environment Politics: consumerism economics Storms sustainability
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The Cumberland County Daily Journal (NJ) notes that victims of Sandy are agitating for the President to address climate change in the SOTU (which will be long past, by the time this page appears on the site):
WASHINGTON — Congressional lawmakers from New Jersey want President Barack Obama to address a variety of issues, including the deficit, the sluggish economy, immigration reform, climate change and gun violence, in his State of the Union address Tuesday night.
“Without a doubt the No. 1 issue confronting the nation is the state of the economy, and it’s not nearly as strong as any of us would like,” said GOP Rep. Leonard Lance. “I’d like to hear him focus on that.”
Democratic Rep. Frank Pallone named the economy as the top issue, but said he also wants the president to address immigration reform, gun violence and climate change.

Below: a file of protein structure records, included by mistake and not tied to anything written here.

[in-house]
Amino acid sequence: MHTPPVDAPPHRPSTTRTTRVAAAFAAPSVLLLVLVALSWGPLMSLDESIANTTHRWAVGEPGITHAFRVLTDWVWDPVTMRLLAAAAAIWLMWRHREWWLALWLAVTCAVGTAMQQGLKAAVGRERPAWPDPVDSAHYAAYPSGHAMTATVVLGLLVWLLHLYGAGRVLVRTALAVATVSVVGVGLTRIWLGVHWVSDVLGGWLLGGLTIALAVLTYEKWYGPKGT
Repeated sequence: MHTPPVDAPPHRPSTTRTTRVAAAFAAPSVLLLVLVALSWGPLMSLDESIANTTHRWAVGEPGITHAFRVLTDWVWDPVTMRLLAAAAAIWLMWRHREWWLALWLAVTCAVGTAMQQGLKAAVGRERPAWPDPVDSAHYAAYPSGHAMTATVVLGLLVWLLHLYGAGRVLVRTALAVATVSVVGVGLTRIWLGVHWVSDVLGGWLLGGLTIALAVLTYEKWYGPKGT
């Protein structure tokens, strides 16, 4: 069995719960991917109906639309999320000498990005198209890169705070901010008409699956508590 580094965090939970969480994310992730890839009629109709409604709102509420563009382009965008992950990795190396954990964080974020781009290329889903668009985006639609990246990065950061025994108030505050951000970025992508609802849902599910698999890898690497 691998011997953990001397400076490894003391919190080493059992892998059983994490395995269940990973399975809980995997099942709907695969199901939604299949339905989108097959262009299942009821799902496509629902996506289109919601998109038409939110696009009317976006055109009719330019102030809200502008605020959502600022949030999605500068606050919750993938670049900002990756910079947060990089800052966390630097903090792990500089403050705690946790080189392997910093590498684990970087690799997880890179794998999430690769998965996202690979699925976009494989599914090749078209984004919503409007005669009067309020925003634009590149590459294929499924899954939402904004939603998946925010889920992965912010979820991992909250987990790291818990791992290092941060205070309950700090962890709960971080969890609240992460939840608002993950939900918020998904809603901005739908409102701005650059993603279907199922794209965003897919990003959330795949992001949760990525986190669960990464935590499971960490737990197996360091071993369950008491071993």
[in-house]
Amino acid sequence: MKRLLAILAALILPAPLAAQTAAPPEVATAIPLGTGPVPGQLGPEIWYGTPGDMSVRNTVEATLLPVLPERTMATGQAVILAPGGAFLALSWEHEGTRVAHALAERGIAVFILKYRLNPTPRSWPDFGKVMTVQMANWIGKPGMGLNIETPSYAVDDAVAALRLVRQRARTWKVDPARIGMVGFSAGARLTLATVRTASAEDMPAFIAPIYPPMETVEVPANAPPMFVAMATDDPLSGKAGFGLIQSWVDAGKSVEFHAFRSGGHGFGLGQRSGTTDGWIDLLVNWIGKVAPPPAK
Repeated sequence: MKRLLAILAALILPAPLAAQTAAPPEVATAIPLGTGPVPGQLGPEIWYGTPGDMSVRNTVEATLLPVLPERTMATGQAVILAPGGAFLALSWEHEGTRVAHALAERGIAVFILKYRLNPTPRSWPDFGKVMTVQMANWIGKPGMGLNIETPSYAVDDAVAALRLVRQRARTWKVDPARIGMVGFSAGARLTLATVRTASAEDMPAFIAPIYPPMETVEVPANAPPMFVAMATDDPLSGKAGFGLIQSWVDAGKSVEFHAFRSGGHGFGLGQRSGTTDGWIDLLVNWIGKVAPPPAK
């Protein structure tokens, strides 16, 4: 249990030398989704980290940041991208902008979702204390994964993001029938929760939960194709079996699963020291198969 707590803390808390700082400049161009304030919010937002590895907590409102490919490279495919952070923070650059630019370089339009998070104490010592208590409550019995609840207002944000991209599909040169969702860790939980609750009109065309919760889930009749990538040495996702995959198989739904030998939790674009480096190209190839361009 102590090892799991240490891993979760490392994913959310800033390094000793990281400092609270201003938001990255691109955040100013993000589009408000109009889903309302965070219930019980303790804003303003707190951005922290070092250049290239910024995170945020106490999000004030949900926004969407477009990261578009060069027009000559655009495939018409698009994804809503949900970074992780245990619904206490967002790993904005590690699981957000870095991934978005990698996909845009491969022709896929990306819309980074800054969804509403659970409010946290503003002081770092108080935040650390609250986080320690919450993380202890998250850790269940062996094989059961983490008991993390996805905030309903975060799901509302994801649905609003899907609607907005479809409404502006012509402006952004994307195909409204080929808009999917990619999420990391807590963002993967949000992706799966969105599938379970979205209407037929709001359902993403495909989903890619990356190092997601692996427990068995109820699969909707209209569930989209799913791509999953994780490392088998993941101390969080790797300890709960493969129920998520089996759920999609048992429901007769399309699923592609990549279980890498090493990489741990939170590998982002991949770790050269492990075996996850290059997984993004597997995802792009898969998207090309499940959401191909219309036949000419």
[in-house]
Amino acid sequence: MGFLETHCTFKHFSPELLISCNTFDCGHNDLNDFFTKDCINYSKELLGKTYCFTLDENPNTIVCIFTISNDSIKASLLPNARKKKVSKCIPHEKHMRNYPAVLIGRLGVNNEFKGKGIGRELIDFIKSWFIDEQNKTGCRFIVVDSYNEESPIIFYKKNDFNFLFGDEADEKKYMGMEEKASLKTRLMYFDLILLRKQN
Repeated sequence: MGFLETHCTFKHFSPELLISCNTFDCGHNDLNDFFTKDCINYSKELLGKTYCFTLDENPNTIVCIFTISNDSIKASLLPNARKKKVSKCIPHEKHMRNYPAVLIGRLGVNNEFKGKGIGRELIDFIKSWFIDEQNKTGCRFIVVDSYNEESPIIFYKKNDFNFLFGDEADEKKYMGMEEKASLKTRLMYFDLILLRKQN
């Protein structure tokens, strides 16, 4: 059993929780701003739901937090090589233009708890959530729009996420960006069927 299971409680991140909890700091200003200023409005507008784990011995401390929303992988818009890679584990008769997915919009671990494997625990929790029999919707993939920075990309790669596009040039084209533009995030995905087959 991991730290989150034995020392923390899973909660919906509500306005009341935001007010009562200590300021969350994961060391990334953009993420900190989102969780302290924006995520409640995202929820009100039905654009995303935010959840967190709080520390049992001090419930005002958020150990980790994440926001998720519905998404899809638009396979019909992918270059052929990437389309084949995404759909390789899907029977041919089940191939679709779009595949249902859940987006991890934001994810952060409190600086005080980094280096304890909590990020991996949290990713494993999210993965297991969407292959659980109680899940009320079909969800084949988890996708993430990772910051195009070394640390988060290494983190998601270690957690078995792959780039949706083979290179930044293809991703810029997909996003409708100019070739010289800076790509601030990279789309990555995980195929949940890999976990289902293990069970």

Action on climate change is “important for the shore” and is a job-creator, he said.
Alyssa Durnien of Keansburg couldn’t agree more. She joined a group of Hurricane Sandy victims at a news conference in front of the White House on Monday to call on Obama to address climate change in his address before Congress.
“My message to Obama is, instead of flying over my community, put on a pair of boots and come see what it’s like,” she said. “I want him to see the devastation that is still there 98 days after the storm.”
We badly need to change how we think about economics, don’t we? Sent February 12:
Perhaps the single most pervasive misconception in our politics today is the notion that the interests of the environment and the economy are opposed. Nothing could be farther from the truth. Yes, the consumer economy is predicated on the desirability of infinite expansion, but an obvious impossibility on a finite planet. The true measure of economic health is not continuous growth, but long-term sustainability — which is obviously aligned with the policy initiatives necessary to respond to the threat of climate change.
Those who lost their homes to Superstorm Sandy can testify that global warming is not an abstraction. The ramifications of the accelerating greenhouse effect are destroying agriculture, infrastructure, and ecosystems all over the world — and without these resources intact, our economic longevity can be measured in months. Earth needs people to preserve environmental “capital” for our descendants, not simply turning a quick profit, heedless of the consequences.